“You ask any 15-year-old just about on the globe, and they’ll tell you that they know how to get music for free. That hasn’t changed,” said Parks. “What also hasn’t changed is that people love music, it’s something that’s fundamental to our species. So it hasn’t been a hard sell to convince millions of people in this market either that they should start paying for music and that Spotify is a really cool experience.”

    Also, selling an album is a finite sale — that’s $8 to $12 and that’s all that consumer will spend on the album. Streaming will go on and if your music remains popular, it will continue to make money. Currently, individual tracks from a global hit album released in 2013 have more than 100 million streams, so Spotify has presumably paid out millions for that album.

    Watch more on tonight’s PBS NewsHour. Hari Sreenivasan takes a look at the emerging business model of streaming music as a part of a new series, “Music on Demand.”

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    JUDY WOODRUFF: It’s often said it takes a village to raise a child, but in remote rural parts of the country, that may be easier said than done.

    We have the second report from special correspondent for education John Tulenko of Learning Matters, who has been looking at the challenges in one West Virginia community.

    JOHN TULENKO: Home for Jamie Mathis is in the steep hills of rural West Virginia.

    JAMIE MATHIS: Hi, Sam. It’s about time to get your shoes on and your shirt.

    JOHN TULENKO: Ms. Mathis, a grandmother, is raising both her grandsons here.

    JAMIE MATHIS: This wasn’t what I had in mind for me when I was this age, not raising grandchildren.

    But you’re getting it on your shirt, son. Look.

    I have had Devon, who is 11, since he was 2 weeks old, off and on.

    I told you.

    Sam, I have had him since he was born, off and on.

    JOHN TULENKO: This situation, grandparents raising grandchildren, is not unusual where they live. In McDowell County, West Virginia, schools estimate up to 45 percent of children are living apart from their mothers and fathers.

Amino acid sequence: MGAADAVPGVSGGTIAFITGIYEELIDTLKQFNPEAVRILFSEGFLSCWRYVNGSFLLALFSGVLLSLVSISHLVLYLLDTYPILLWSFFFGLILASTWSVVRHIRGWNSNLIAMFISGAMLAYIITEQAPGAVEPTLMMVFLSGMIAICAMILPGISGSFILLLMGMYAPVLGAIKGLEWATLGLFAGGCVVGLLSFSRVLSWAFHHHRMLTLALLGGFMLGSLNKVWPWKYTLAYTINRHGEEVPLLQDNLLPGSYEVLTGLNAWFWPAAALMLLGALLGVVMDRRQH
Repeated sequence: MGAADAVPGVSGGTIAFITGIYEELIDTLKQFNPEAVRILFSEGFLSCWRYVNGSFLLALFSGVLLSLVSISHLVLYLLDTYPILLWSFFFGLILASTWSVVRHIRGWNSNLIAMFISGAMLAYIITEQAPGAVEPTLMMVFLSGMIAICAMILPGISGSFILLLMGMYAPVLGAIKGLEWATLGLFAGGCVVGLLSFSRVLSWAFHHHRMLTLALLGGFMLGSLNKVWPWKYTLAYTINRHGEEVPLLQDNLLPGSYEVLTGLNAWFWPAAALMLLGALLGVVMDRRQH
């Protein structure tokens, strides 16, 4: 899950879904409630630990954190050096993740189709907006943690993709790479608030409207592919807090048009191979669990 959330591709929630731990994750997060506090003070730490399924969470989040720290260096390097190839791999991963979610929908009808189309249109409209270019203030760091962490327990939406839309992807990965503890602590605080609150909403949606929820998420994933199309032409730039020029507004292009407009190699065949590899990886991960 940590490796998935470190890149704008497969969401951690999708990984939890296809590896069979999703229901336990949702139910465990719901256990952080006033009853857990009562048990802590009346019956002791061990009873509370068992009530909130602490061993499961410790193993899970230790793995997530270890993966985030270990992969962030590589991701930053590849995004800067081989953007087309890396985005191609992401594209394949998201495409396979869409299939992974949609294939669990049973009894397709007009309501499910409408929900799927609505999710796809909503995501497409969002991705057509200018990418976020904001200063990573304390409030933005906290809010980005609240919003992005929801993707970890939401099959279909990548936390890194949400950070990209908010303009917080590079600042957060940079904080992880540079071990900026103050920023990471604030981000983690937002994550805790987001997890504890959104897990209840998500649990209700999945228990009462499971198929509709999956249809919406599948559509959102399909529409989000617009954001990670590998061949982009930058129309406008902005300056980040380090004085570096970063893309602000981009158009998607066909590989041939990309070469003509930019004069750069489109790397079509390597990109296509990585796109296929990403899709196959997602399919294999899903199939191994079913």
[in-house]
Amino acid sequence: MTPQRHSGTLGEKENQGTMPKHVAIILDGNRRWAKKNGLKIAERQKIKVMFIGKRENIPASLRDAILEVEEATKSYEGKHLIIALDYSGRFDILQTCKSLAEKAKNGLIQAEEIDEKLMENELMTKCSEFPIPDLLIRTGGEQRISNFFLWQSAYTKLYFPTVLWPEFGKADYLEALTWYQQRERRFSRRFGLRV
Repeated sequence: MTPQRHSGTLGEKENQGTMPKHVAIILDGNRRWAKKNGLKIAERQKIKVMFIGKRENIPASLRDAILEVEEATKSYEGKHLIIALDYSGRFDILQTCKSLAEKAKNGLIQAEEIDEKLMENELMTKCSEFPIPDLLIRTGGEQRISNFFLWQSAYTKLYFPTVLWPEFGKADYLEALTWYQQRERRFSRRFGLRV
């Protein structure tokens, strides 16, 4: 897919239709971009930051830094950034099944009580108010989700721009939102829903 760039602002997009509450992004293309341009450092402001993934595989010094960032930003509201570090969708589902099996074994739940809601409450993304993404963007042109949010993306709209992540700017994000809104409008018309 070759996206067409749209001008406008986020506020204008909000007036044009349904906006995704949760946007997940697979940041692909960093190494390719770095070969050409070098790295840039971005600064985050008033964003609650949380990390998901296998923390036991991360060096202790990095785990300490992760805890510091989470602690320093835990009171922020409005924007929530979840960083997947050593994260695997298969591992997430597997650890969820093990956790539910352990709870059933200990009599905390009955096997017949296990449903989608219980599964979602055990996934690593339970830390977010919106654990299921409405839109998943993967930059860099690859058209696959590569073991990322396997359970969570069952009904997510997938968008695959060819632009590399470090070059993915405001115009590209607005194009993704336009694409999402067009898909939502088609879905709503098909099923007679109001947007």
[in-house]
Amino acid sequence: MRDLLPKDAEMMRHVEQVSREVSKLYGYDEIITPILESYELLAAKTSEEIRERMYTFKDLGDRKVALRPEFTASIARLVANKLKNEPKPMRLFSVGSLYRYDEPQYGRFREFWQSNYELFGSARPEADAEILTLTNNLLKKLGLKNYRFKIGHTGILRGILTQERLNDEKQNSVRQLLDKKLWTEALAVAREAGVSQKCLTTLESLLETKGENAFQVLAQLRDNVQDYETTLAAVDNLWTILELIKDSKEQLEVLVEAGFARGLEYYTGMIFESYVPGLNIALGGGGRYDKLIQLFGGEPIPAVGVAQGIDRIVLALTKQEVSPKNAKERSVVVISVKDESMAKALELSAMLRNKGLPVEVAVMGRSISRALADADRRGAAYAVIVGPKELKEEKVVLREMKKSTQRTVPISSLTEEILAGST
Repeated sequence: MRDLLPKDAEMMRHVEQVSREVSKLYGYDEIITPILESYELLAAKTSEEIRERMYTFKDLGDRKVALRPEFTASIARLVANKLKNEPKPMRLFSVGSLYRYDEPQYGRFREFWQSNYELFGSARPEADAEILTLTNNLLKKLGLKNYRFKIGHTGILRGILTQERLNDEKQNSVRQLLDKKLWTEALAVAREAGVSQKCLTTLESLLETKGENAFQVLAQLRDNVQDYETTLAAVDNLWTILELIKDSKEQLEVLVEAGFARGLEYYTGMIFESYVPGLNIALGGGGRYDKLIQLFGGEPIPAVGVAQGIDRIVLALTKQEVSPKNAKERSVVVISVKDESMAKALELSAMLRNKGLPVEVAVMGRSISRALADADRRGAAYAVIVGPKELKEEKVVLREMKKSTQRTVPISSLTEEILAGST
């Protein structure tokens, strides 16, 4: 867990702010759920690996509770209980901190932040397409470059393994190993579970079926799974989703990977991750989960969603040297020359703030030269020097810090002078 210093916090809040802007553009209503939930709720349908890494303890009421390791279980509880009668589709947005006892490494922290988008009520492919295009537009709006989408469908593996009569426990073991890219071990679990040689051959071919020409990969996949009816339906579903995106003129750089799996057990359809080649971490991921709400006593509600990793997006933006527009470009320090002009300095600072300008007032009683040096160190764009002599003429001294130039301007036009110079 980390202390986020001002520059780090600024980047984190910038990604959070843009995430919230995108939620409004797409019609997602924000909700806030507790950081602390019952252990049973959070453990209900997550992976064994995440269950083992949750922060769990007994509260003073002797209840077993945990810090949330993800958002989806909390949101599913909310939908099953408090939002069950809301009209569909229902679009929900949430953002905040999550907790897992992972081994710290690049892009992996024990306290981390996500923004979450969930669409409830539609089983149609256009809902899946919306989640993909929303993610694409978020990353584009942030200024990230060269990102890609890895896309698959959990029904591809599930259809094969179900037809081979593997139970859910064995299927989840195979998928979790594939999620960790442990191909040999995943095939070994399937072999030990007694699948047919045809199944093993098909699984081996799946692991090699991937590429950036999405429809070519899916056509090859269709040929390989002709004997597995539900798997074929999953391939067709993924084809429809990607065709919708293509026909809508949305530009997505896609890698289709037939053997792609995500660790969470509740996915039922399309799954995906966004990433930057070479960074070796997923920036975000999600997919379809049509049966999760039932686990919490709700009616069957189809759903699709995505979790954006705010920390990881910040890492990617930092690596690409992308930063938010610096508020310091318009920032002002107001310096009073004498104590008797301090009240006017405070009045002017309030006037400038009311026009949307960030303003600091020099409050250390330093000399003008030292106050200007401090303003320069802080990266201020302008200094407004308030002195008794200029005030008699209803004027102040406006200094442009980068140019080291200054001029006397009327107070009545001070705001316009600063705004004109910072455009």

JAMIE MATHIS: I will be there after school.

    JOHN TULENKO: Families are splintering, as the community itself unravels. McDowell County is the poorest in West Virginia, the result of a decades-long decline.

    This is coal country, with mines that once employed some 20,000 workers and a prosperous county seat they called Little New York. All that’s gone. Unemployment rates here are among the highest in the state, and McDowell County ranks first in poor health, child poverty, and drug overdose. And that, more than anything else, is what accounts for so many children living apart from their parents.

    What happened?

    JAMIE MATHIS: Drugs and alcohol, confusion, parents not wanting to be parents. I just wanted the boys because I wanted to know that they were safe.

    FLORISHA MCGUIRE, Principal, Southside K-8 School: If a child is exposed to a great deal of dysfunction, that manifests itself in behavioral problems, sometimes academic problems, that sort of thing.

    JOHN TULENKO: For principals like Flo McGuire, there’s no ignoring the family upheaval that affects many of her students.

    FLORISHA MCGUIRE: That’s a big issue. Kids are carrying a lot of weight today, and we want to focus on the academics, but, at the same time, you have to focus on the whole child and you have to focus on the family.

    MAN: I know that there’s grants that we’re pursuing.

    JOHN TULENKO: Efforts to support families are under way, the result of an initiative called Reconnecting McDowell. It’s bringing state agencies, private companies, the teachers unions and other, groups that once worked alone, together in a new partnership.

    BOB BROWN, American Federation of Teachers: We see ourselves as conveners. We need to bring services that families in crisis need inside the schools. We want to turn the schools into the center of the community

    JOHN TULENKO: Bob Brown of the American Federation of Teachers is leading the partnership, which plans to provide school-based medical, dental, and mental health services for children and their parents.

    BOB BROWN: It’s not just what happens in the school. I can tell you, if you add up the hours that a child spends in school between kindergarten and 12th grade, it’s about 9 percent of their life. We need to be concerned about the other 91 percent of their life. What’s going in the other 91 percent? And that’s what this is about.

    JOHN TULENKO: The Reconnecting McDowell partnership includes the schools, which are helping out with a support group for grandparents raising grandchildren.

    AMANDA FRAGILE, Title I Director, McDowell County Schools: You probably feel lots of feelings, that you just kind of feel like some days…